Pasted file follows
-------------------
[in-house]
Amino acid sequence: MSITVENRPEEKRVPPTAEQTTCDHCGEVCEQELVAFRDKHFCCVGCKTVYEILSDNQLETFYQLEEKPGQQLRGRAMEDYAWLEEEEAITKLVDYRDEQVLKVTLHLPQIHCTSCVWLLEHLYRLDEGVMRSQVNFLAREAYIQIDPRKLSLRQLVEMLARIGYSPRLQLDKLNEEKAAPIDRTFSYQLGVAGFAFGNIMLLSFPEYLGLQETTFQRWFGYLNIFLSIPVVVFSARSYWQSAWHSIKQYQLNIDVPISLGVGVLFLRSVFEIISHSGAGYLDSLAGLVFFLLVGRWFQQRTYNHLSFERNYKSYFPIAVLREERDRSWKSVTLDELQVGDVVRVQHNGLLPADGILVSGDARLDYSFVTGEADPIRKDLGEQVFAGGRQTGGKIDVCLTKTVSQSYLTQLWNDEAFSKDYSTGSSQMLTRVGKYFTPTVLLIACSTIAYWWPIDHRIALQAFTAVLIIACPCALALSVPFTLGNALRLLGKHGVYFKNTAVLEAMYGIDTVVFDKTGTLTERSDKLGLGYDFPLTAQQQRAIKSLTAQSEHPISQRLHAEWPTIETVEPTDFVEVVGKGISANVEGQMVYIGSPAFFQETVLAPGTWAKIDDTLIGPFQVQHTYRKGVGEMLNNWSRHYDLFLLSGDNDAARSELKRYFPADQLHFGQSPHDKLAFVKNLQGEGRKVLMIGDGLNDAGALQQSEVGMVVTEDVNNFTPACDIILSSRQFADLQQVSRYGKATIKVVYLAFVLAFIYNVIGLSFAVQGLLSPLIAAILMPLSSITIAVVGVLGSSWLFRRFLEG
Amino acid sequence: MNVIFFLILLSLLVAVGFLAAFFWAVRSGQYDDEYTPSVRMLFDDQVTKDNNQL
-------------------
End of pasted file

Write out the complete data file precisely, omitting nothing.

[in-house]
Amino acid sequence: MSITVENRPEEKRVPPTAEQTTCDHCGEVCEQELVAFRDKHFCCVGCKTVYEILSDNQLETFYQLEEKPGQQLRGRAMEDYAWLEEEEAITKLVDYRDEQVLKVTLHLPQIHCTSCVWLLEHLYRLDEGVMRSQVNFLAREAYIQIDPRKLSLRQLVEMLARIGYSPRLQLDKLNEEKAAPIDRTFSYQLGVAGFAFGNIMLLSFPEYLGLQETTFQRWFGYLNIFLSIPVVVFSARSYWQSAWHSIKQYQLNIDVPISLGVGVLFLRSVFEIISHSGAGYLDSLAGLVFFLLVGRWFQQRTYNHLSFERNYKSYFPIAVLREERDRSWKSVTLDELQVGDVVRVQHNGLLPADGILVSGDARLDYSFVTGEADPIRKDLGEQVFAGGRQTGGKIDVCLTKTVSQSYLTQLWNDEAFSKDYSTGSSQMLTRVGKYFTPTVLLIACSTIAYWWPIDHRIALQAFTAVLIIACPCALALSVPFTLGNALRLLGKHGVYFKNTAVLEAMYGIDTVVFDKTGTLTERSDKLGLGYDFPLTAQQQRAIKSLTAQSEHPISQRLHAEWPTIETVEPTDFVEVVGKGISANVEGQMVYIGSPAFFQETVLAPGTWAKIDDTLIGPFQVQHTYRKGVGEMLNNWSRHYDLFLLSGDNDAARSELKRYFPADQLHFGQSPHDKLAFVKNLQGEGRKVLMIGDGLNDAGALQQSEVGMVVTEDVNNFTPACDIILSSRQFADLQQVSRYGKATIKVVYLAFVLAFIYNVIGLSFAVQGLLSPLIAAILMPLSSITIAVVGVLGSSWLFRRFLEG
Amino acid sequence: MNVIFFLILLSLLVAVGFLAAFFWAVRSGQYDDEYTPSVRMLFDDQVTKDNNQL